4 Effective techniques to use in the pool

Swimming does not only challenge your body to go against the resistance of water, it also takes some of the impact off your body. Here’s four swimming strokes you can do to get a fulfilling workout in the pool

While hitting the gym to stay regularly active is great, it’s also a good idea to be kind to your body as your muscles recover after a brutal session. With swimming, you could have an incredibly tough workout one day and still be able to get some cardio in the pool the very next day.

As a result of having a low impact on the body, you can still get a good workout in the pool without feeling the wear and tear. Additionally, swimming builds endurance, muscle strength, cardiovascular fitness and provides a total body workout. Even minor muscles that aren’t usually worked on will be used.

With 27 years of experience as a certified swimming coach, Coach Soon Kean Fatt explains how one can get the optimum workout in the pool.

But first, stretch

The most important thing to do before jumping straight into any exercise is to first warm up and give your body a good stretch, and that includes swimming. Although there’s a lower chance of obtaining an injury in the pool, your body deserves that ‘wake-up call’.

According to Soon, apart from doing a total body stretch, swimmers should concentrate on giving their legs an extra stretch as it is common to get cramps, especially in their calves.

Four strokes

When it comes to getting the best workout out of swimming, Soon suggests doing the Front Crawl (freestyle), Backstroke, Breaststroke and Butterfly stroke.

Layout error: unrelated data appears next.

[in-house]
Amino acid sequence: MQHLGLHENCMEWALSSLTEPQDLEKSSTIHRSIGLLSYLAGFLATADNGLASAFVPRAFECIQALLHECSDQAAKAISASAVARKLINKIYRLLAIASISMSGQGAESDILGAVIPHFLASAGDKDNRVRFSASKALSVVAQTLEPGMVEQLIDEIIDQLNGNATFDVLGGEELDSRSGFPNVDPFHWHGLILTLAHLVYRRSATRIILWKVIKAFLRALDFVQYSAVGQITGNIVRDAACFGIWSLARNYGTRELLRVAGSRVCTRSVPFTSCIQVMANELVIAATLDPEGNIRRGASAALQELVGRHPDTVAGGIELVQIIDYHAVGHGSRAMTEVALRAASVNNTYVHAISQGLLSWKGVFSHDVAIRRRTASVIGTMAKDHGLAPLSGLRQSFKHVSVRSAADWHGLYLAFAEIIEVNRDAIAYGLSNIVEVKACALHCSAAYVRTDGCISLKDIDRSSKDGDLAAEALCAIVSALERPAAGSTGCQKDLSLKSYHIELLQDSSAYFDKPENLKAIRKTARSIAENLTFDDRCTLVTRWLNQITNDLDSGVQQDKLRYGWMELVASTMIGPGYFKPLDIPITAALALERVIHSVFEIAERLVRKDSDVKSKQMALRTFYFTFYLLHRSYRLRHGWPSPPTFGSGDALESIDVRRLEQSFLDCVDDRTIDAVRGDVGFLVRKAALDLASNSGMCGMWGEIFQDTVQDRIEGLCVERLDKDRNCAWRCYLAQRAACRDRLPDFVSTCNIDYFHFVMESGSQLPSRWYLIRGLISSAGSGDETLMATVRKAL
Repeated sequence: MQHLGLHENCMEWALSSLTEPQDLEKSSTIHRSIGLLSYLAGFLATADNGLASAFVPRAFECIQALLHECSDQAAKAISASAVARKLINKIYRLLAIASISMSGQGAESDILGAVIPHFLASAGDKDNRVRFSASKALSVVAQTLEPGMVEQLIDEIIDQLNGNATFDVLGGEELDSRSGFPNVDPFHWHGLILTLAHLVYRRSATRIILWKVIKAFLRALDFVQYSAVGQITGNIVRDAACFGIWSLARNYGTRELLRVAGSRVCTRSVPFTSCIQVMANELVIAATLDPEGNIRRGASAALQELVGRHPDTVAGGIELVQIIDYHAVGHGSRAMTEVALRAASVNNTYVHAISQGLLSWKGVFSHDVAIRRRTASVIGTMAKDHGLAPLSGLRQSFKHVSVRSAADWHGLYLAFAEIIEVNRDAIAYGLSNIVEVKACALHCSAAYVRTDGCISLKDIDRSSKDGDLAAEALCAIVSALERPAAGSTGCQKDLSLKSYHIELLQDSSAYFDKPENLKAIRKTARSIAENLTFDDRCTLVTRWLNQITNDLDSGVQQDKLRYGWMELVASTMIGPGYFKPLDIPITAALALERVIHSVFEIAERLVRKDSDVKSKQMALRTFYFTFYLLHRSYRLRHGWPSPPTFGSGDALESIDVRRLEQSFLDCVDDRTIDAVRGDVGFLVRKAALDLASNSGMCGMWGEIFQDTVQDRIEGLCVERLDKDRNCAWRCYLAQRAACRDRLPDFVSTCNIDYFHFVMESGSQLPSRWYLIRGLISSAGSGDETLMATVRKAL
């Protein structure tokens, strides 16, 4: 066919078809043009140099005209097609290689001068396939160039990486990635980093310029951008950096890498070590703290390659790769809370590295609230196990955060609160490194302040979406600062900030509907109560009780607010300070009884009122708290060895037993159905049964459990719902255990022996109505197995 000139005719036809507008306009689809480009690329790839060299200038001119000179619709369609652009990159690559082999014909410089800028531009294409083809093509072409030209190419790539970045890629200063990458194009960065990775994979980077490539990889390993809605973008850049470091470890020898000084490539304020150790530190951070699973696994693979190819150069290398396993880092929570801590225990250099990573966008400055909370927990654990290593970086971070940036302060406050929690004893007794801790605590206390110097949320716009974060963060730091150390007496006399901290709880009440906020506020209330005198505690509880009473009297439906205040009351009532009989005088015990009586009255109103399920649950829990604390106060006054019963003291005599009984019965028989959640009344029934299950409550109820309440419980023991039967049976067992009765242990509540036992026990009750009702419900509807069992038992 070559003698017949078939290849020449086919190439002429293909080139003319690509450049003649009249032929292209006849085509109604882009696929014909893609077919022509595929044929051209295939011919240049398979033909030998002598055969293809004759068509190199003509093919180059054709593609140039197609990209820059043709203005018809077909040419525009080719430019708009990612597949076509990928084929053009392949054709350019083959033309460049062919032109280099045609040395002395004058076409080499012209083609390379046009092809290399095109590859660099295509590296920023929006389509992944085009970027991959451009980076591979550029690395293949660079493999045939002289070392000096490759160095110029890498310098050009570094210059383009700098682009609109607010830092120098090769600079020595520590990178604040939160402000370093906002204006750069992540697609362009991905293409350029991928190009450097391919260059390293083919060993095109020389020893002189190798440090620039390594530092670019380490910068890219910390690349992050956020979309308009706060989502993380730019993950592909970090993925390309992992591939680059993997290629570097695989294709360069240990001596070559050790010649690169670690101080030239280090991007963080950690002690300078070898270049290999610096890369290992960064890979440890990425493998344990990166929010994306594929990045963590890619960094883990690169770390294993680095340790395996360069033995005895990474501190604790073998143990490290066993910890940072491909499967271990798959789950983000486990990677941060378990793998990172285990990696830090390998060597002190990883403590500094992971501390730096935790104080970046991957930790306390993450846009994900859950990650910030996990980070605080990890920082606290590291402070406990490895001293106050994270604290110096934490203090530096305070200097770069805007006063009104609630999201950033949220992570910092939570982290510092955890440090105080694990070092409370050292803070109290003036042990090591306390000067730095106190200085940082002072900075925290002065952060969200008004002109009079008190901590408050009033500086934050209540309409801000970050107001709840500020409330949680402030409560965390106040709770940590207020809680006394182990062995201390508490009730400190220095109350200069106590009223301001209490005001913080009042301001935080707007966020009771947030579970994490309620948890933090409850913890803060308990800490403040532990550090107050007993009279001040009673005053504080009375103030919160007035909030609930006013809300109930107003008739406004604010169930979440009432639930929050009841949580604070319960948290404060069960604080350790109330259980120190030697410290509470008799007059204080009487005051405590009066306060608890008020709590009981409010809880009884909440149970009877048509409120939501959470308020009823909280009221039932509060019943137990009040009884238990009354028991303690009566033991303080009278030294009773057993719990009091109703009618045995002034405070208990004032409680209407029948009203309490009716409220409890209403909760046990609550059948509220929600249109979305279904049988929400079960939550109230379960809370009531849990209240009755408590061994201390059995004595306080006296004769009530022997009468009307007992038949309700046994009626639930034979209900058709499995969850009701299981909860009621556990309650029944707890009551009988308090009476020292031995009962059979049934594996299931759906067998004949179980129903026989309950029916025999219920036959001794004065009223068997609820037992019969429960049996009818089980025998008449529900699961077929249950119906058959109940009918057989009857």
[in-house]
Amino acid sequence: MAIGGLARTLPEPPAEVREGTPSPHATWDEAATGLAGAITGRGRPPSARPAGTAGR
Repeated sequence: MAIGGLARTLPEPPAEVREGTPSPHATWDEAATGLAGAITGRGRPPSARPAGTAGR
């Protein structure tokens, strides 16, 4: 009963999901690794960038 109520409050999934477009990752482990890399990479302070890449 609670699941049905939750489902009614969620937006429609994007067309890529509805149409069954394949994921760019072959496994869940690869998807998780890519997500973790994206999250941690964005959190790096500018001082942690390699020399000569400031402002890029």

“No matter what stroke you intend to do, it all comes down to the right techniques used and if you’re doing it correctly. Once you understand and know how to do the techniques, you must then make sure you’re challenging yourself with every move. Your heart rate has to be around 60% to 70% above your normal heart rate in order to burn calories,” says Soon.

Front Crawl (Freestyle)

The front crawl, also known as the freestyle stroke is said to be one of the fastest and most efficient out of all the (competitive) swimming strokes.

For the front crawl stroke, your body needs to be in a prone position – facing downwards with your head in line with your trunk. While both of your arms are extended forward with palms also turned downward.

The stroke begins with your hand spearing the water. Your shoulder blades should be rolled back and your elbow should always be above your hand. As your hand enters the water, your arm extends forward and your body rolls to one side.

While your hand is early in this phase, turn your head sideways for a quick breath. Avoid lifting your head upwards to take a breath as this will disrupt your body positioning.

Without pausing your hand at the front of the stroke, tilt it and bring your forearm and hand underneath and to your side. Repeat throughout an entire lap.

In order to move forward, continuously use a supple flutter kick while simultaneously doing the stroke movements. Your arms and legs should move simultaneously in cycles.


In this stroke, both arms move synchronously and execute short, half-circular movements underwater. The legs also move synchronously and execute a whip kick.